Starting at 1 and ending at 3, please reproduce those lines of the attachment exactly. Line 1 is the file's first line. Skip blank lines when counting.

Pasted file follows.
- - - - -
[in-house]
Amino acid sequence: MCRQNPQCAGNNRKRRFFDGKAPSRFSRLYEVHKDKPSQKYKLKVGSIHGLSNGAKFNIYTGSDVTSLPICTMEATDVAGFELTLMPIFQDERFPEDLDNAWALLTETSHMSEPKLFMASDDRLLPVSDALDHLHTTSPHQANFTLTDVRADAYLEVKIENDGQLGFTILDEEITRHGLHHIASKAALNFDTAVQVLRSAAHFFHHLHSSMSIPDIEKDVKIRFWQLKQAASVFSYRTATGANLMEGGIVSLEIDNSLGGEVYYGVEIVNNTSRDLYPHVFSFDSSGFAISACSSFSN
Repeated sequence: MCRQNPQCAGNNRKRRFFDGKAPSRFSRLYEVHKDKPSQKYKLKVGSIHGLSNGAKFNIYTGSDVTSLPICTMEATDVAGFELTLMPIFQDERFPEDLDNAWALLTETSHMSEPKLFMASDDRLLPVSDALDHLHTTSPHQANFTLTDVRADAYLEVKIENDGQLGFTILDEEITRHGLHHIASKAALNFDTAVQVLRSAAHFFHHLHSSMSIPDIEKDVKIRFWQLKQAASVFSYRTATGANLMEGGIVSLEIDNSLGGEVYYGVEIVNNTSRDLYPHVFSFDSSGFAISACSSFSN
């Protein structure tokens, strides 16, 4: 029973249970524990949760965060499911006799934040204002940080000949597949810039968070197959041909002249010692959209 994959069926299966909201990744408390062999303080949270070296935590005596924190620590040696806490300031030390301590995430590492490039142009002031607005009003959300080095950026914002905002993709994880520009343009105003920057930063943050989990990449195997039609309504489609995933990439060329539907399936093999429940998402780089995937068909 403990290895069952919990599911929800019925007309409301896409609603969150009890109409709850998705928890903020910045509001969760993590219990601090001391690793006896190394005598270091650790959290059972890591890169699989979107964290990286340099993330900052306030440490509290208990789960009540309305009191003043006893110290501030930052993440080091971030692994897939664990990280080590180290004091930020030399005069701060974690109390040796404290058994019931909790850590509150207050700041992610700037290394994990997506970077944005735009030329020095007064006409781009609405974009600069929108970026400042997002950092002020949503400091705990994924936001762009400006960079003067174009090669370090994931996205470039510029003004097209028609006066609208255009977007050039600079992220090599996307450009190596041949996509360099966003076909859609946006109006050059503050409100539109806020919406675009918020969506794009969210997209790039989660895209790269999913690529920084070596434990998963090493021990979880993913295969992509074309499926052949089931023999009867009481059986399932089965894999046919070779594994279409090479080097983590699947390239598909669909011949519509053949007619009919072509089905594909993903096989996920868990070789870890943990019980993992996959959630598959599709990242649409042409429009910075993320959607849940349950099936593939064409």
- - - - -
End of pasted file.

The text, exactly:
[in-house]
Amino acid sequence: MCRQNPQCAGNNRKRRFFDGKAPSRFSRLYEVHKDKPSQKYKLKVGSIHGLSNGAKFNIYTGSDVTSLPICTMEATDVAGFELTLMPIFQDERFPEDLDNAWALLTETSHMSEPKLFMASDDRLLPVSDALDHLHTTSPHQANFTLTDVRADAYLEVKIENDGQLGFTILDEEITRHGLHHIASKAALNFDTAVQVLRSAAHFFHHLHSSMSIPDIEKDVKIRFWQLKQAASVFSYRTATGANLMEGGIVSLEIDNSLGGEVYYGVEIVNNTSRDLYPHVFSFDSSGFAISACSSFSN
Repeated sequence: MCRQNPQCAGNNRKRRFFDGKAPSRFSRLYEVHKDKPSQKYKLKVGSIHGLSNGAKFNIYTGSDVTSLPICTMEATDVAGFELTLMPIFQDERFPEDLDNAWALLTETSHMSEPKLFMASDDRLLPVSDALDHLHTTSPHQANFTLTDVRADAYLEVKIENDGQLGFTILDEEITRHGLHHIASKAALNFDTAVQVLRSAAHFFHHLHSSMSIPDIEKDVKIRFWQLKQAASVFSYRTATGANLMEGGIVSLEIDNSLGGEVYYGVEIVNNTSRDLYPHVFSFDSSGFAISACSSFSN